What I learned from my rookie season

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James Overstreet

My first season as a Bassmaster Elite Series rookie was definitely a learning experience. It was so different than anything I have done before, and it has made me a better fisherman and competitor. So, whether you are a rookie in fishing or in a corporate job, I hope you find some comfort in my lessons learned.

You are never too old to be a rookie

If you are living, you are learning. Your age should not dictate what you can and cannot achieve. I have learned so much about myself and my capabilities this year. I have been challenged and stretched in so many ways, but it has all led me to become a better fisherman. So, take every opportunity to learn from those who have come before you and those on the journey alongside you.  

Dreams come true if you work at them and don’t give up

Since I was 5 years old, all I have wanted to do is fish. But, when I saw Bryan Kerchal win the Classic in 1994, I knew that my calling was to fish the Bassmaster Classic. I knew that if an everyday guy like Bryan could put it all out there and achieve his dream, I could do the same. The keys to live out your calling are patience and perseverance. Both are achieved when you employ your faith and lean into your strengths. You can’t give up when it gets tough or when you think the odds are against you. You must fight through it and remember why you do what you do. You need to remember dreams are built not on a single moment but a multitude of moments.

Use your strengths and be prepared to discover others

You have to realize what your strengths are going into everything you do. It could be flipping, sight fishing or offshore fishing. The Elite series and even the Opens allowed me to really dig deep and discover what my fishing strengths are – fishing deep clear water and dirty shallow water. The tournament year has helped me become more methodical and more adaptable to the conditions I face on the water. But it also helped me find what my other strengths are too. My perseverance saw me through the toughest of tournaments. I also discovered that I love to help others learn more about fishing as I supported Angler Alley and other local events.  

It’s okay to take your time

I was able to meet Ray Scott about 12 years ago. At the time, my wife and I had just move to Northwest Arkansas, had a 4-year-old daughter and a son on the way. The goal was for me to be a stay at home dad to help us save money, and once the kids started school, I would start looking into building my fishing career. Well, we met Mr. Scott at Bass Pro Shops in Springfield, Mo. He looked at me and told me to, “Take your time.” Becoming a professional at anything does not happen overnight. It happens after you have devoted the time and energy to become your best self and invest in the right relationships with those in the industry.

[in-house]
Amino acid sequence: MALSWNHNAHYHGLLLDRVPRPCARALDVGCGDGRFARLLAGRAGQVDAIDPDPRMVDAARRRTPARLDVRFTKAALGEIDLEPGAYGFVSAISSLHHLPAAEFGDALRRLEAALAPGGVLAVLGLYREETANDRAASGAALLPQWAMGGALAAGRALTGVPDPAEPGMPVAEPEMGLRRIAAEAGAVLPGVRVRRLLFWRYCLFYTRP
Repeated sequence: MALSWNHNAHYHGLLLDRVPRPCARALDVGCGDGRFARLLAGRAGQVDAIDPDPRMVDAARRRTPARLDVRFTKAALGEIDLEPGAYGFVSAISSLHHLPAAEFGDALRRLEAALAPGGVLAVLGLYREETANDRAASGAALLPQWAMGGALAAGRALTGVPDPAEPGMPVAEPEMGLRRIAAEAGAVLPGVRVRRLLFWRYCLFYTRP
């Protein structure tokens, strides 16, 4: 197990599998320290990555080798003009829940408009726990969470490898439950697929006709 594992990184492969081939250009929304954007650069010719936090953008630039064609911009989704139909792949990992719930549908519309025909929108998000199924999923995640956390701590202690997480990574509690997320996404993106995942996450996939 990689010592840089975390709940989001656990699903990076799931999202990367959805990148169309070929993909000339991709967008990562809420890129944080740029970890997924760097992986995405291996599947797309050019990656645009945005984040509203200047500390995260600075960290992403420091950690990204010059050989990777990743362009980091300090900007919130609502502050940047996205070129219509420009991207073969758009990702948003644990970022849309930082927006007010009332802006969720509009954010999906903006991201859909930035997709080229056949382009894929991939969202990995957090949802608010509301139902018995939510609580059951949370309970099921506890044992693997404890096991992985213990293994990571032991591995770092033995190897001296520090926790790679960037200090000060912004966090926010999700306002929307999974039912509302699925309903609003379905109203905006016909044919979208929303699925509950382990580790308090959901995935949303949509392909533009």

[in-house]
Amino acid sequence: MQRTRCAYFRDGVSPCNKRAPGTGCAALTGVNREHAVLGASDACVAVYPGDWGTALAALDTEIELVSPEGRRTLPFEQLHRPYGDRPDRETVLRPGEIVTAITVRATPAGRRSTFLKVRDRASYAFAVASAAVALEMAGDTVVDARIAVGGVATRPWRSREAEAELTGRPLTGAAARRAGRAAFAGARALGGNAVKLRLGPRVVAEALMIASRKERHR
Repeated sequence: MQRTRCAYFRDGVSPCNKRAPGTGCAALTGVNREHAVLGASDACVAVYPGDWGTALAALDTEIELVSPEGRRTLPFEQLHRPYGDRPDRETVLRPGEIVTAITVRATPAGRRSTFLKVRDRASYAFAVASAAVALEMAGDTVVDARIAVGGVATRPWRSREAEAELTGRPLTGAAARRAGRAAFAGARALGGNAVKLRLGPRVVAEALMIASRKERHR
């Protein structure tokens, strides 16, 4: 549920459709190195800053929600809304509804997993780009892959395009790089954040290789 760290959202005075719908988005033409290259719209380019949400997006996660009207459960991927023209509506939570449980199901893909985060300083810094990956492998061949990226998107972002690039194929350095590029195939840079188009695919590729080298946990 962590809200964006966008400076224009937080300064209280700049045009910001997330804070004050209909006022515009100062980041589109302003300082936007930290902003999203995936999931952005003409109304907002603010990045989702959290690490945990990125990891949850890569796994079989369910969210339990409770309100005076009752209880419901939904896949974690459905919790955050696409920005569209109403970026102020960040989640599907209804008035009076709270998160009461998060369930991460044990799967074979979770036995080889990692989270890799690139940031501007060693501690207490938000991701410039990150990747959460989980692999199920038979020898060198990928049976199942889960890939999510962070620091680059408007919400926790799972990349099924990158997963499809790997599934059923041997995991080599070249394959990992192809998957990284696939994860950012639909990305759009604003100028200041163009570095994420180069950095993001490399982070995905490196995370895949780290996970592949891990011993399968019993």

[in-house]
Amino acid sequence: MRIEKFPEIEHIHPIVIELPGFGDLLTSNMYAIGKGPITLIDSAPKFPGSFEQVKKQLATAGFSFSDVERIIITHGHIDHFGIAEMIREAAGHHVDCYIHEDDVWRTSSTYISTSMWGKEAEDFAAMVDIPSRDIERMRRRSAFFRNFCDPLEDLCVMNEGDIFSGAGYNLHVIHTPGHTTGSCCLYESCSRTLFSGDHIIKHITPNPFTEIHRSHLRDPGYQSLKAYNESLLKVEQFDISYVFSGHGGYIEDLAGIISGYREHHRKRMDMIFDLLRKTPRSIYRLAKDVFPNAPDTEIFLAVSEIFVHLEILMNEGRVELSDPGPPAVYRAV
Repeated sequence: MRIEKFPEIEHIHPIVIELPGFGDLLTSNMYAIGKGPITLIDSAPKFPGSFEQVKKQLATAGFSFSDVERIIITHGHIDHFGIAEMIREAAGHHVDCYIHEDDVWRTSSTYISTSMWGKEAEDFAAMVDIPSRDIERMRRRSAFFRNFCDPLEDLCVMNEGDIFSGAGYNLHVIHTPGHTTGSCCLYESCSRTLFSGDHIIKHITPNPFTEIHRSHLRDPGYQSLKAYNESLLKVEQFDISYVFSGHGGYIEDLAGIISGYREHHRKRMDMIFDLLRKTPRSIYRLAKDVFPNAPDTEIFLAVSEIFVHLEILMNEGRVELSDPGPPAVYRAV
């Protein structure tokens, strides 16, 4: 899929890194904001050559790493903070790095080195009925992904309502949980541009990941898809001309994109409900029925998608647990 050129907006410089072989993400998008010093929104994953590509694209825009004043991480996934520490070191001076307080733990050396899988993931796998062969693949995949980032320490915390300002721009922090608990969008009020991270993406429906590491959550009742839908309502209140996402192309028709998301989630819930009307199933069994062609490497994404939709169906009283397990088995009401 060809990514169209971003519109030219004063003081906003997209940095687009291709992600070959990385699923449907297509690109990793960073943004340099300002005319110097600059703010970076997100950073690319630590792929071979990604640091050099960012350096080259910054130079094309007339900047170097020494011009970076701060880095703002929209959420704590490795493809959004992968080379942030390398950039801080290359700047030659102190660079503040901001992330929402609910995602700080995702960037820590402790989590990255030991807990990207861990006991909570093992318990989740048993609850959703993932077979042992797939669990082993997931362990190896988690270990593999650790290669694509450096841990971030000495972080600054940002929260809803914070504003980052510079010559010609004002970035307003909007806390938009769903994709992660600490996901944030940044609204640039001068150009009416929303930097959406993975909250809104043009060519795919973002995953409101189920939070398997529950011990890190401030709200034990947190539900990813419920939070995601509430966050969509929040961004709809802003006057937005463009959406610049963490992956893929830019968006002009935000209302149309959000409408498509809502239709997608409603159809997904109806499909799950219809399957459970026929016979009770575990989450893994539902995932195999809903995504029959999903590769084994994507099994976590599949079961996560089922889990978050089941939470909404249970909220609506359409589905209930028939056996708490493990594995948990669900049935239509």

Never be afraid to ask or be coached

As a rookie, you have all the freedom to ask all the questions. No one ever teaches you about the business side of things. Unless you have taken some college classes, you don’t really know about how to market yourself. And unless you have lived there, not everyone will teach you the secrets of how to catch smallmouth bass up north. You will never have all the answers even as a veteran, so surround yourself with people who are smarter than you are in the things you need to learn more about. If you don’t know anything about building the right partnerships, get to know people who can. If you struggle with using certain techniques, it’s okay to ask for some help and practice. But you never know until you ask.

It is okay to be yourself

There are times where someone may give you advice, and you will have to decide how to use it. My wife tells me that feedback is a gift. I also know that unless you have strong values that feedback could compromise them. I have gotten all kinds of feedback; some I have used and some I have not. Make sure you know what you stand for and who you are. People will respect you more for your true self instead of the one you may pretend to be for the sake of someone else’s opinions. 

I have been very blessed to have the support system that I have. My family, friends, and partners (special shout out to my Xpress Boats family here) have never hesitated to be there when I needed them and vice versa. So, the last thing that I will share about what I learned is that it is only as good as what you put into it. Do the work and all the good things will come back to you.